Sounds easy, right?
It can be at times ... riding a bike up and down the gentle slopes of a mountain through a pristine forest is pretty easy. But true practitioners of the sport seek the challenge and stoke of barreling down a steep two-to three-foot wide single-track trail inches away from boulders, tree trunks and cliff edges.
Speaking from experience, most of the thrill from this type of ride is forcing your mind and body to be completely dialed into the ride when everything just flows ... it really cuts the chatter in your mind so that your body is focused on putting you and the bike exactly where it needs to be at the right speed at all times to make the next steep climb or avoid a wipeout. When you achieve this altered "flow state," things start to move in slow motion and the ride is pure joy. If your mind wanders at high speeds, you are almost guaranteed to be out of position for a climb or worse — disaster in the form of a separated shoulder or broken hand (again speaking from experience).
After recently wiping out after failing to brake early enough going into a turn, it got us thinking about braking in terms of investing. Of course, braking at the right time to correctly position yourself for a turn is an extremely important skill and quite possible when riding a mountain bike. But when you are investing, you never know when the turn is coming (no matter what any financial pundit says). Brake too early when the market is rising, and you can miss out on big future gains in the market; brake too late after the market falls, and you can lose a lot of money.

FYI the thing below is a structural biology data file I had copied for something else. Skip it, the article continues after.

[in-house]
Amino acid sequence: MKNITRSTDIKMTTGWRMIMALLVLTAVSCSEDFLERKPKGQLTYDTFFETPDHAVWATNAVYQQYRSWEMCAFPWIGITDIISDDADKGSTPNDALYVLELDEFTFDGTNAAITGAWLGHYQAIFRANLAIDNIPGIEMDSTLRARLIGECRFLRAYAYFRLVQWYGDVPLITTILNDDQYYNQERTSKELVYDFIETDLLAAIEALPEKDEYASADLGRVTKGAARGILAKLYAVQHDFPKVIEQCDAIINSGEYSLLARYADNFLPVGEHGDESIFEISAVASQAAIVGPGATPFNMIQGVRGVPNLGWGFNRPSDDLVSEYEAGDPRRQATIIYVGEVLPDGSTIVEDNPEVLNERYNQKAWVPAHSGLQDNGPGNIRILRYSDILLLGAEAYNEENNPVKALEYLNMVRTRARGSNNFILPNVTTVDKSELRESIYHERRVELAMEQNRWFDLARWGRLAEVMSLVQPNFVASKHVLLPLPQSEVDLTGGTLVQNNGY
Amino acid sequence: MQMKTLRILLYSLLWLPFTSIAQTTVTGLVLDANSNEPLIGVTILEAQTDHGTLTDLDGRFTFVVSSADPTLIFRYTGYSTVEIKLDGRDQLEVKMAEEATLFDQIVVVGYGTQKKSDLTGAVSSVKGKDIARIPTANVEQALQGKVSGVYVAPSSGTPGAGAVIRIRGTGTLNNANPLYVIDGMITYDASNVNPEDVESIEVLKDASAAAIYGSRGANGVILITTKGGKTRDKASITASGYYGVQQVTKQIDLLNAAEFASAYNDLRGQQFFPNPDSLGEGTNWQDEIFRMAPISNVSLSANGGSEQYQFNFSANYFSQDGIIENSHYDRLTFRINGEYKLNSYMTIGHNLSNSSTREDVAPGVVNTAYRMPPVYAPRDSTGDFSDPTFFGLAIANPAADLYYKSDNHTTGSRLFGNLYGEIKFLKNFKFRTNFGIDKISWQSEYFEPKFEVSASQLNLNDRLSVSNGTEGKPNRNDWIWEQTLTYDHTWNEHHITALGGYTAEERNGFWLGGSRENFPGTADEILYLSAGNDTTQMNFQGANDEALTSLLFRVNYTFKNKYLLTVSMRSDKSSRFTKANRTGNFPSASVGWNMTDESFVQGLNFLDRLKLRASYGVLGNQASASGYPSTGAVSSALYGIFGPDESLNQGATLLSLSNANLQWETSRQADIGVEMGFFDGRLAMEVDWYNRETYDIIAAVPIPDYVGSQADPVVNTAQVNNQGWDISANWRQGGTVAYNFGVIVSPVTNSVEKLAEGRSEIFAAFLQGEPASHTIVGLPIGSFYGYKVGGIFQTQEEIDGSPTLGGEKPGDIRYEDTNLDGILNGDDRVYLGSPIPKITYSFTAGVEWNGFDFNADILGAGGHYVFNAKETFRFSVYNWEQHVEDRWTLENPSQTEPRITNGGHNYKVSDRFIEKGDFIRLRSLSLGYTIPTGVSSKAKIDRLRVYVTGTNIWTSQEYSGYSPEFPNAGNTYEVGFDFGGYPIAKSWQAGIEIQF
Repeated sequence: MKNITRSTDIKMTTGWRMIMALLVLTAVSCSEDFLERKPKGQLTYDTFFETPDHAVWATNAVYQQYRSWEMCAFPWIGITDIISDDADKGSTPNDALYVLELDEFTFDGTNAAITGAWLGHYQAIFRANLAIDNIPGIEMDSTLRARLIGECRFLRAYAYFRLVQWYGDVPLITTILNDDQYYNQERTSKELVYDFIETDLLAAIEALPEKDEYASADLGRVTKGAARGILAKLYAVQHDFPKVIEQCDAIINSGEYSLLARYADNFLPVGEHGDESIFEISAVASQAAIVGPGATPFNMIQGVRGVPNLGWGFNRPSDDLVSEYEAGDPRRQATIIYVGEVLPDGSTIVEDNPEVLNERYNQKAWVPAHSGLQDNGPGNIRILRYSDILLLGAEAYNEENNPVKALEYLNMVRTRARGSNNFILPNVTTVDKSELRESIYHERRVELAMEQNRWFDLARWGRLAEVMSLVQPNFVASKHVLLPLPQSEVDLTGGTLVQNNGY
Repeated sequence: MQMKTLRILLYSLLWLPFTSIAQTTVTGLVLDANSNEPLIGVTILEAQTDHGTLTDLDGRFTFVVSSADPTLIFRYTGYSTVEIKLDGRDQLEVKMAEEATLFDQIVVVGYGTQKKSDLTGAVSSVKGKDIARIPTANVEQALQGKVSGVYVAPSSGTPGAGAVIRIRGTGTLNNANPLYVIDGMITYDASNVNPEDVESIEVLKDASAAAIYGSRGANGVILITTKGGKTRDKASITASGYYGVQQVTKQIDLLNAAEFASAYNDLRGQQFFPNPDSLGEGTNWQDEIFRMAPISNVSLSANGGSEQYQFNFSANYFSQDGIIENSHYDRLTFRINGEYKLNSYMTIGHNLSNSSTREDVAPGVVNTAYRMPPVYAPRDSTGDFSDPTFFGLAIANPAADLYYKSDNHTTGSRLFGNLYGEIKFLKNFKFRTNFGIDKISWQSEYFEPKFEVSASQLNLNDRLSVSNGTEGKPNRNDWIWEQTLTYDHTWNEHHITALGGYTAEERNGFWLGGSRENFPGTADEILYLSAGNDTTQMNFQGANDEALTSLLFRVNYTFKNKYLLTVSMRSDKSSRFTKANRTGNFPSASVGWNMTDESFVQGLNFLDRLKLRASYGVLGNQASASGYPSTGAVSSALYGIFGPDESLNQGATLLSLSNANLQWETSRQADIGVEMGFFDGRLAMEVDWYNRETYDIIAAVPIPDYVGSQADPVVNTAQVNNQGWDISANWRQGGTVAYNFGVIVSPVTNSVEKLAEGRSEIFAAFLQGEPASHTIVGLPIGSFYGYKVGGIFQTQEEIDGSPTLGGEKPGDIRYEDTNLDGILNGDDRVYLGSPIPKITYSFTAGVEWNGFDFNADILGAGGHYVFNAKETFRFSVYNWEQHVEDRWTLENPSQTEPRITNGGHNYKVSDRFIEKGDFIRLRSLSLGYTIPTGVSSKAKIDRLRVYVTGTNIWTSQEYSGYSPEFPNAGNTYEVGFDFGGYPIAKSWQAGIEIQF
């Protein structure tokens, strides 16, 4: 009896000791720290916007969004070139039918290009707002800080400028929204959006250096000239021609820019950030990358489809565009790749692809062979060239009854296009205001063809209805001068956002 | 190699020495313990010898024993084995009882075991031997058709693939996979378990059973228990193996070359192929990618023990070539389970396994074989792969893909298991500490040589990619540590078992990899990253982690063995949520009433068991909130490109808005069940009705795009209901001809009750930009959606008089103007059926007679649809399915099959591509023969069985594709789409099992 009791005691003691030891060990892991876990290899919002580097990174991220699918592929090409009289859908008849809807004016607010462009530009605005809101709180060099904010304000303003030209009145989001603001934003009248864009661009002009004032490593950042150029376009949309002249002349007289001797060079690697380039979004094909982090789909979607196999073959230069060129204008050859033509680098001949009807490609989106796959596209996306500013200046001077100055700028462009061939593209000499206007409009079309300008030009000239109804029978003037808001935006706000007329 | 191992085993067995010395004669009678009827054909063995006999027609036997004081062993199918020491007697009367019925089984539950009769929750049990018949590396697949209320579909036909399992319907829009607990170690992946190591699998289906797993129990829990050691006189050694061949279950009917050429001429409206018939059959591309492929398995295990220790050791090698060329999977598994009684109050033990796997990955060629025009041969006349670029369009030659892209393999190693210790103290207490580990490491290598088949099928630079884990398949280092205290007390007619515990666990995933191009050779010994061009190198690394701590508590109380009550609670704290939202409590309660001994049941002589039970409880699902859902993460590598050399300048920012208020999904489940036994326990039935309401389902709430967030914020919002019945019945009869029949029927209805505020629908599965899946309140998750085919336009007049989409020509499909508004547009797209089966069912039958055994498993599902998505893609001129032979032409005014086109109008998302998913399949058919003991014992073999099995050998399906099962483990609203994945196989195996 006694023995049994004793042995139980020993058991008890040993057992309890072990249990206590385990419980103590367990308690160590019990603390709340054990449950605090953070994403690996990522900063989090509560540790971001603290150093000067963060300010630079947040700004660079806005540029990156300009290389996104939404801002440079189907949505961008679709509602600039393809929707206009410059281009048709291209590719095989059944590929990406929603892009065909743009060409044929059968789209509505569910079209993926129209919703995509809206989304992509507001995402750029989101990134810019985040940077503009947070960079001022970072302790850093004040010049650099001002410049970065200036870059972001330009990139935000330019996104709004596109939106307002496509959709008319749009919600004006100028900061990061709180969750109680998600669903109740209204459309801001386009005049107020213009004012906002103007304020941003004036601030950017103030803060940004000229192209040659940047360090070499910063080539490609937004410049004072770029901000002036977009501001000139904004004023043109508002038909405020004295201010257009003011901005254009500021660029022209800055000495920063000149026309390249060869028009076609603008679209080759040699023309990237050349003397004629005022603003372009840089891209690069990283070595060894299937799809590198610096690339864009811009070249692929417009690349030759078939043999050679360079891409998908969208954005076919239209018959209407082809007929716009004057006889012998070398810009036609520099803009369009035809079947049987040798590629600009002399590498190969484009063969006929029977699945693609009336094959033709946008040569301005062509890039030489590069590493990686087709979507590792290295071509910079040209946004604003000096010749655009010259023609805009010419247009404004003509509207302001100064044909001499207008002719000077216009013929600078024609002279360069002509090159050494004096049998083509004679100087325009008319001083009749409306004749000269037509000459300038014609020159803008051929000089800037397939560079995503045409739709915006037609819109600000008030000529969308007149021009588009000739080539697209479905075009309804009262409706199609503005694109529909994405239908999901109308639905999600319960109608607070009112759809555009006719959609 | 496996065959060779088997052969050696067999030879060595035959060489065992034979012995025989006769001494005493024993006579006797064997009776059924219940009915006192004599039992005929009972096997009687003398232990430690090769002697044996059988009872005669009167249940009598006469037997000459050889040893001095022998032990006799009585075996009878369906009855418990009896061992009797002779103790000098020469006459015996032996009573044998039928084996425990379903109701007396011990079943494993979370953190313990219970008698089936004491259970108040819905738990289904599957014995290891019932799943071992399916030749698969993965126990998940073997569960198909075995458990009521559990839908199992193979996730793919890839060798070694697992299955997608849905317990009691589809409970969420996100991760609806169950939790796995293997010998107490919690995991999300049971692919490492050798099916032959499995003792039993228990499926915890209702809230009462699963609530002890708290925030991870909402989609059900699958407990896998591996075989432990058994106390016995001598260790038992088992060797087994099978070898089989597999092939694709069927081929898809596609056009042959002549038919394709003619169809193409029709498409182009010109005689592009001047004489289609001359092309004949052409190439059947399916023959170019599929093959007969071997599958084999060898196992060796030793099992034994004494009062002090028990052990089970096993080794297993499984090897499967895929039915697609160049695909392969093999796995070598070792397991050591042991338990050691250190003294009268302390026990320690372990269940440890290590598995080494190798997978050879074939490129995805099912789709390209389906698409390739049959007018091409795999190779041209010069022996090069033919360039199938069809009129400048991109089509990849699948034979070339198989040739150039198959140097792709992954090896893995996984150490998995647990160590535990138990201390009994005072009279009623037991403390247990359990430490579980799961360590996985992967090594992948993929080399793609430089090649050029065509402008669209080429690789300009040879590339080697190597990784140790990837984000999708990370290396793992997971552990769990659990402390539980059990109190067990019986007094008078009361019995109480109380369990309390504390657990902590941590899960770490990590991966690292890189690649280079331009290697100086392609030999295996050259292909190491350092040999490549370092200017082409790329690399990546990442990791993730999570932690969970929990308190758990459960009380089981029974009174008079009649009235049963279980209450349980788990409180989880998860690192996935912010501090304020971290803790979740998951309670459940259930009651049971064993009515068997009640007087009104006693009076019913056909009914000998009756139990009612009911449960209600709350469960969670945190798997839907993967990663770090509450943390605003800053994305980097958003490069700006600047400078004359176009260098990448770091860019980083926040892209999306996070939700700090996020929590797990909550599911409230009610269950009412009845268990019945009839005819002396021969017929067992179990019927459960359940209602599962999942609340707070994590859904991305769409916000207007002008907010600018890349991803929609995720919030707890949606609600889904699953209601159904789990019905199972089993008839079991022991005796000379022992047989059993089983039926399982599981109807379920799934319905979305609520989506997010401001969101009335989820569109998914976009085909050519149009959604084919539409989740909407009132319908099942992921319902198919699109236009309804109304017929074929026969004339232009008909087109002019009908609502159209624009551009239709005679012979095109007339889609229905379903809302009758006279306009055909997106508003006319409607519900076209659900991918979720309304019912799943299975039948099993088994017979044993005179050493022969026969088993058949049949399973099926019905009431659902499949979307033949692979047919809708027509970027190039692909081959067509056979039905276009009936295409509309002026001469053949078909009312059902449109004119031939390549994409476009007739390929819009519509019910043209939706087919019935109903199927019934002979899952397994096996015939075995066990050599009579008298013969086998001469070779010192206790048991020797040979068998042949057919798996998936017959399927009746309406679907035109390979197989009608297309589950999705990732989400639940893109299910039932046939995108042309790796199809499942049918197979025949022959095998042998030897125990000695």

Equities dominate most investors' portfolios and get the most attention, especially now since the year-to-date move has been very strong (global equities are up over 14% as of July 31st). But the market can correct at any time. According to a recent Bloomberg article, “...it’s certainly been a while since anything bad happened in the U.S. [equity] market. An AB [AllianceBernstein] study shows that while 5% declines have occurred on average every 10 weeks since 1928, you have to go back 56 to find the last one. Ten-percent corrections usually happen every 33 weeks, compared with more than 75 today. Bear market drops of 20% occur every 127 weeks. The last one of those came in early 2009.”
Our approach to investment portfolio construction — diversified asset allocation — helps to brake when necessary and keep your "speed" and equity market corrections under control. By adding additional asset classes that are not correlated to equities, such as fixed income, real estate and infrastructure to a portfolio, any correction in equities will not necessarily cause a wipeout because the non-equities should behave differently and allow you to safely take the turn!
* August 10, 2017
Contact Russell Moenich to learn more about this topic.
330.255.4330 | firstname.lastname@example.org